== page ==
The worst thing about minimum-security prison (which tends not to have the violence and abuse of maximum security) is the tedium. The sameness. Every day report for head count. Breakfast. Activities, reading, lunch. Work or job activities. Dinner. Head count. Sports or free time. Bed. Next day, rinse and repeat, until your time is served. Sam said he made out a schedule so he would know what he had to look forward to. He was going to utilize his teaching experience to teach a speech class, but only two folks signed up and it was canceled for now. As a devout Catholic, he goes to Mass on Tuesdays and helps with the Communion service on Sunday mornings. He attends a few classes and tends to have plenty to read. He does have a job cleaning rooms and makes a little over $10.00 per month for his efforts. He said the mind-numbing monotony can make the prisoners a little stir crazy, and asked me to encourage folks to write and visit him as much as possible to take his mind off things, at least for a few minutes at a time. He said a 50 year-old prisoner had recently committed suicide, and that had cast a pallor over the entire prison. Sam didn’t know the man, but we both felt sorrow for the devastating effect on his loved ones. A work camp, minimum security or not, is still a prison.
Our talk turned to some of the other folks inside. I asked about some of the things his fellow convicts had done to be sentenced to the camp. Here are some of them:
- Wire fraud
- Stole an identity, then bought an Escalade. Did not make any payments, somehow discovered and caught by the police.
- Rigged an ATM scam to get cash regularly from ATMs all over the city.
- Doctor who wrote drug prescriptions for cash and sex. Caught in an FBI sting and took a plea for seven years.
- Lawyer convicted for ethics charges
- Pharmacist convicted on drug charges
95% of prisoners were there for some type of drug-related crime. I’ve never taken an illegal drug, never even tried a joint. But this statistic did make me want to rethink, or at least examine, our nation’s drug laws. That’s an awful lot of prison real estate taken up and families ripped apart by non-violent felons. Do they really need to be behind bars for years at a time? What lesson do these folks learn? How to go broke? How to lose their family? In my mind, this would not apply to anyone caught selling drugs to children. That should be swiftly punished by the death penalty.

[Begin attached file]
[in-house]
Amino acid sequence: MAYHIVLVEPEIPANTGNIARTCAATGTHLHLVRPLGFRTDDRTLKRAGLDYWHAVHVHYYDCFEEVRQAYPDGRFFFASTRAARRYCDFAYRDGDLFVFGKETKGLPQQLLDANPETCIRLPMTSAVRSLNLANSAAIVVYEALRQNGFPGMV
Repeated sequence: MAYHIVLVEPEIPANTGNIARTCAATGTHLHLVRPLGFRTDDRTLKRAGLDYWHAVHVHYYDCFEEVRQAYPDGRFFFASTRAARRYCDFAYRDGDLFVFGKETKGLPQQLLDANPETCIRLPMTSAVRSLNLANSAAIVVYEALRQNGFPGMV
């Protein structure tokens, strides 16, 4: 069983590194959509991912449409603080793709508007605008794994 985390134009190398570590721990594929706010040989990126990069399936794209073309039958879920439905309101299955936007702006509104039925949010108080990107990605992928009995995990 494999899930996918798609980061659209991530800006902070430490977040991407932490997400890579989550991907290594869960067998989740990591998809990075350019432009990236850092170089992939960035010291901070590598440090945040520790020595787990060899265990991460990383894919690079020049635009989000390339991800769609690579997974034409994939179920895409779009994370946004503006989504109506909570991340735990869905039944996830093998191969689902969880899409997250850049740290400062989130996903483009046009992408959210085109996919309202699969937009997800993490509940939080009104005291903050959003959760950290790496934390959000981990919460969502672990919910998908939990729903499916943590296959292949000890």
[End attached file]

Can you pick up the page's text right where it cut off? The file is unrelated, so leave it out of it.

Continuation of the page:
Sam usually destroys the visiting room vending machines on visits, since on the whole prisoners are denied sweets and soft drinks. However, he had just had lunch, so he only went through a honey bun, a Yoo-Hoo, a Pepsi and a cup of coffee. He also had a hamburger from the sandwich machine that looked a little ... dubious. But, it’s amazing what they’re doing with weasel meat today.
I asked him if his release date was more definitive. He said he thinks he can get out sometime in June of next year, with home incarceration until August. Then parole for three years and he’ll be a free citizen again. Unable to vote or carry a handgun due to his felony, but free nonetheless.
Promptly at 3:00pm (the three hours I was there flew by), a guard announced visiting hours were over. We embraced goodbye. I promised to take care of a few things for him on the outside and return soon. Walking out those doors, leaving my best friend inside for several hundred more rounds of card playing and floor mopping, had the same effect on both of us; sadness and despair. Only 234 days to go until I get my friend back.